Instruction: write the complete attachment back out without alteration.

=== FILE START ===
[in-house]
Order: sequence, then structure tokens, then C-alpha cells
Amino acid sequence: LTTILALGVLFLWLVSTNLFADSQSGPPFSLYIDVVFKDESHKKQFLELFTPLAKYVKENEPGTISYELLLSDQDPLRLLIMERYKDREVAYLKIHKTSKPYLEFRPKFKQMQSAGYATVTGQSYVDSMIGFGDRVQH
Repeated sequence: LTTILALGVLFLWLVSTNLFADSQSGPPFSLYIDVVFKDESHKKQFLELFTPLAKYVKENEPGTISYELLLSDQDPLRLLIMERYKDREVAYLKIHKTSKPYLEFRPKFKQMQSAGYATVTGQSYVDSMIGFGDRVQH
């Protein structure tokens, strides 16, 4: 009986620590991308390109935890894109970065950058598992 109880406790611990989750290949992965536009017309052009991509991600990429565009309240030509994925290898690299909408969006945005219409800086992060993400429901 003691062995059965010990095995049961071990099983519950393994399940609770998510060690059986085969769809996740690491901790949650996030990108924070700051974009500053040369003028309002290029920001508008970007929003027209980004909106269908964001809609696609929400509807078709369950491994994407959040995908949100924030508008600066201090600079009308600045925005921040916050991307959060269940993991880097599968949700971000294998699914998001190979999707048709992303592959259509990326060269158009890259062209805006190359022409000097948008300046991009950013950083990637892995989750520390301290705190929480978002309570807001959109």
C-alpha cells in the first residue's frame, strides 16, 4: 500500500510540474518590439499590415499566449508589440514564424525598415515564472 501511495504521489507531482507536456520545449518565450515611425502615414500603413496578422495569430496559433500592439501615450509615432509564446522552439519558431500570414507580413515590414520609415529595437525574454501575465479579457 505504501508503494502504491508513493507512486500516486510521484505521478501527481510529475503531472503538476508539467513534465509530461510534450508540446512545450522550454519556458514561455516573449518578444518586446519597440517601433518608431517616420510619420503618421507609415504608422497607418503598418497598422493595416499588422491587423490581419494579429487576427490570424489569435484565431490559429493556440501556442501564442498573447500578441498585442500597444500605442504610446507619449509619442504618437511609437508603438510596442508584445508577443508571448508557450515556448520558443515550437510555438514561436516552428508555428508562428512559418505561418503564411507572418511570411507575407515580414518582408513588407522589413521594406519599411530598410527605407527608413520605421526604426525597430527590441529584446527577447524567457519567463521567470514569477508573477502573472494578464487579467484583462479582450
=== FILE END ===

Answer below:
[in-house]
Order: sequence, then structure tokens, then C-alpha cells
Amino acid sequence: LTTILALGVLFLWLVSTNLFADSQSGPPFSLYIDVVFKDESHKKQFLELFTPLAKYVKENEPGTISYELLLSDQDPLRLLIMERYKDREVAYLKIHKTSKPYLEFRPKFKQMQSAGYATVTGQSYVDSMIGFGDRVQH
Repeated sequence: LTTILALGVLFLWLVSTNLFADSQSGPPFSLYIDVVFKDESHKKQFLELFTPLAKYVKENEPGTISYELLLSDQDPLRLLIMERYKDREVAYLKIHKTSKPYLEFRPKFKQMQSAGYATVTGQSYVDSMIGFGDRVQH
């Protein structure tokens, strides 16, 4: 009986620590991308390109935890894109970065950058598992 109880406790611990989750290949992965536009017309052009991509991600990429565009309240030509994925290898690299909408969006945005219409800086992060993400429901 003691062995059965010990095995049961071990099983519950393994399940609770998510060690059986085969769809996740690491901790949650996030990108924070700051974009500053040369003028309002290029920001508008970007929003027209980004909106269908964001809609696609929400509807078709369950491994994407959040995908949100924030508008600066201090600079009308600045925005921040916050991307959060269940993991880097599968949700971000294998699914998001190979999707048709992303592959259509990326060269158009890259062209805006190359022409000097948008300046991009950013950083990637892995989750520390301290705190929480978002309570807001959109």
C-alpha cells in the first residue's frame, strides 16, 4: 500500500510540474518590439499590415499566449508589440514564424525598415515564472 501511495504521489507531482507536456520545449518565450515611425502615414500603413496578422495569430496559433500592439501615450509615432509564446522552439519558431500570414507580413515590414520609415529595437525574454501575465479579457 505504501508503494502504491508513493507512486500516486510521484505521478501527481510529475503531472503538476508539467513534465509530461510534450508540446512545450522550454519556458514561455516573449518578444518586446519597440517601433518608431517616420510619420503618421507609415504608422497607418503598418497598422493595416499588422491587423490581419494579429487576427490570424489569435484565431490559429493556440501556442501564442498573447500578441498585442500597444500605442504610446507619449509619442504618437511609437508603438510596442508584445508577443508571448508557450515556448520558443515550437510555438514561436516552428508555428508562428512559418505561418503564411507572418511570411507575407515580414518582408513588407522589413521594406519599411530598410527605407527608413520605421526604426525597430527590441529584446527577447524567457519567463521567470514569477508573477502573472494578464487579467484583462479582450